My first memory of Rosewood Hong Kong is, in all honesty, its women-only speakeasy, XX Bar – at my visit, the only guys around were the mixologists. There were fluffy pink slippers to borrow as I sipped my ‘Radha’ cocktail, a strawberry, plum, and Monkey Shoulder single malt concoction named for Rosewood’s ultra-suave President, Radha Arora.
Back to my arrival at this stunning hotel, right on Victoria Harbour’s waterfront on the Kowloon mainland. Think of a giant 66-floor sculpture, by architects Kohn Pedersen Fox, filled with 413 bedrooms by designer Tony Chi, and 186 long-stay residences.
At the top of a circular, angled, approach drive I was welcomed by a posse of immaculate young male greeters and taken up to the 31st floor, which is more like a library than a corridor (ceiling-high semi-dividers bear displays of books, or model cars, or calligraphy brushes, and there are arrangements of comfy seating). A small proximity pad, bearing a blue-swirl design by Chloé Ho, opened the main door of suite 3105. A short foyer led to my living room and from there to bedroom or via walk-through closet to bathroom.
Rosewoods all have special touches. Here, door handles were stag’s head-shaped silver knobs, my impressive selection of new hardbacks included Assouline’s Hong Kong: Heritage, Art and Dreams, with a foreword by Sonia Cheng, by all telephones are notelets in floppy leather cases, and silver pens, the safe is covered in orange leather, the room service menu has an orange floppy-suede cover, matching a same-size maroon suede book that is a hotel-bespoke local guide, a throw is Loro Piana cashmere, instead of those stupidly-flimsy luggage racks I have a fixed shelf, big enough for the largest wheelie, and so on.
I head for the 40th floor Manor House club, where I can mingle with other hotel guests, and local members. I continue on my perambulations, to check out the sixth-floor fitness centre, 24/7 of course, with the latest bits, and perfect bananas. This floor combines so many aspects of wellness – I walk through retail, and new-look dining.
Rosewood’s Sonia Cheng told me, there on the sixth floor, that this is all part of the Sanskrit Asaya concept, promising wellness in all its forms, including community, digital, exercise, and nutrition. She sees a profound shift in the way people perceive wellness – once it was regarded as a luxury add on, now it is infused into every aspect of day-to-day lives, including source of food. This has led to the opening of Asaya Kitchen, a casual restaurant – collapsible directors’ chairs, wood tables, stone floor – that is basically a corridor between the spa-proper and the poolside (which has a glass box big enough to seat about 50 for events). Asaya’s glossy magazine-look menu includes Garden, from which I choose green asparagus salad, avocado, almond dressing, lime, lemongrass, and Nutrient Rich, which provides my following grilled octopus, parsley bulgar, gem lettuce, lemon, almonds, paprika. There are also sharing dishes, plus a six-course tasting, offering in turn Raw, Garden, Organic, Nutrient-rich, Cleansing, and Sweet. The wines are all biodynamic: from Marlborough, I have a Sauvignon Blanc Churton and a Pinot Noir Mahi.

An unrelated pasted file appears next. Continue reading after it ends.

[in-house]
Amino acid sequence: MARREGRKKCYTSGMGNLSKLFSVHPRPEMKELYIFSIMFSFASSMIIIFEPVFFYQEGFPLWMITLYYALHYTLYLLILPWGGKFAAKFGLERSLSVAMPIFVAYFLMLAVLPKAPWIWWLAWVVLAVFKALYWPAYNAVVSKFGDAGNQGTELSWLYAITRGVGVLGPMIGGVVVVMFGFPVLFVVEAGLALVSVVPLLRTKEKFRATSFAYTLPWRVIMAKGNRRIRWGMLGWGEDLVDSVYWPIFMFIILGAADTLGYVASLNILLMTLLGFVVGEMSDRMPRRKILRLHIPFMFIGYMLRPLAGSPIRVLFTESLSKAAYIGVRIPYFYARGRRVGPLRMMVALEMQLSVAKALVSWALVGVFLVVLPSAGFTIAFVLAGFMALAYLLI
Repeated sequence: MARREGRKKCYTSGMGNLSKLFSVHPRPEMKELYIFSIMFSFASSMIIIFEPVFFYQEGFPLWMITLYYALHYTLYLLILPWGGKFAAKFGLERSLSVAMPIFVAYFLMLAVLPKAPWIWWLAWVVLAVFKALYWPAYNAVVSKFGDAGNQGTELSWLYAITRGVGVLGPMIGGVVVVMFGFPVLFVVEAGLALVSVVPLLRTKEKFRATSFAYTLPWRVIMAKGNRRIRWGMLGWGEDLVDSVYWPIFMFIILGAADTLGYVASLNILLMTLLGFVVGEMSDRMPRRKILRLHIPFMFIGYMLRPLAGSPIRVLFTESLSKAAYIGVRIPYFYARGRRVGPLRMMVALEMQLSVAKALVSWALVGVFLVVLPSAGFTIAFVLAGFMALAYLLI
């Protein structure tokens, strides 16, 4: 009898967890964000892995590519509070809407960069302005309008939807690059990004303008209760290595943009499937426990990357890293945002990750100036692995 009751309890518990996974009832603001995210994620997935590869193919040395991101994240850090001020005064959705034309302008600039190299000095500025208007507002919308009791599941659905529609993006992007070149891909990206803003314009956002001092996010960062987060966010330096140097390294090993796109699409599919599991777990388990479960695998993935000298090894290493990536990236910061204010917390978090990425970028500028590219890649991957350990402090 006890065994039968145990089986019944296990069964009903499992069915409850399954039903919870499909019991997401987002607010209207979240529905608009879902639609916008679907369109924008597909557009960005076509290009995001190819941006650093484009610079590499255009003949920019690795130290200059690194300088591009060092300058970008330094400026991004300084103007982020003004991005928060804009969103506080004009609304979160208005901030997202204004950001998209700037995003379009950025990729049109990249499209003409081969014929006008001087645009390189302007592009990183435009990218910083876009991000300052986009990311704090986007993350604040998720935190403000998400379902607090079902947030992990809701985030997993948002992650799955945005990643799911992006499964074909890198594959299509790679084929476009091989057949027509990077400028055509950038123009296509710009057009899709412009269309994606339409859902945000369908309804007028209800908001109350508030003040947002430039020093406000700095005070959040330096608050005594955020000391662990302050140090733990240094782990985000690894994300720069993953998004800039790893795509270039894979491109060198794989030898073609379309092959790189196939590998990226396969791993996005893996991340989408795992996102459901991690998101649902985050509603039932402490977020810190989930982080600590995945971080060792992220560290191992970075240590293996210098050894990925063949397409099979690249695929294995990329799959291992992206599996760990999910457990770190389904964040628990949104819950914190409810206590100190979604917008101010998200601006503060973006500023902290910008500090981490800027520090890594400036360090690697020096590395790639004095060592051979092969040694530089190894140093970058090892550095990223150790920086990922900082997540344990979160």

After hours of refreshing sleep, I am breakfasting in Holt’s Café, an Art Deco boudoir off the main lobby. After imported Bordier yoghurt with Driscoll’s blueberries, I have homemade mango-Lapsang jam with my crusts-on toasts – coffee is stylishly in a small silver pot. My transport awaits. Six butlers see me off and in the car I find a handwritten farewell note, thanking me for visiting. The vehicle’s WiFi is not only password-free but instant. Oh so many minutiae lead to satisfaction.
Lead image: Kowloon Peak View Room, Rosewood Hong Kong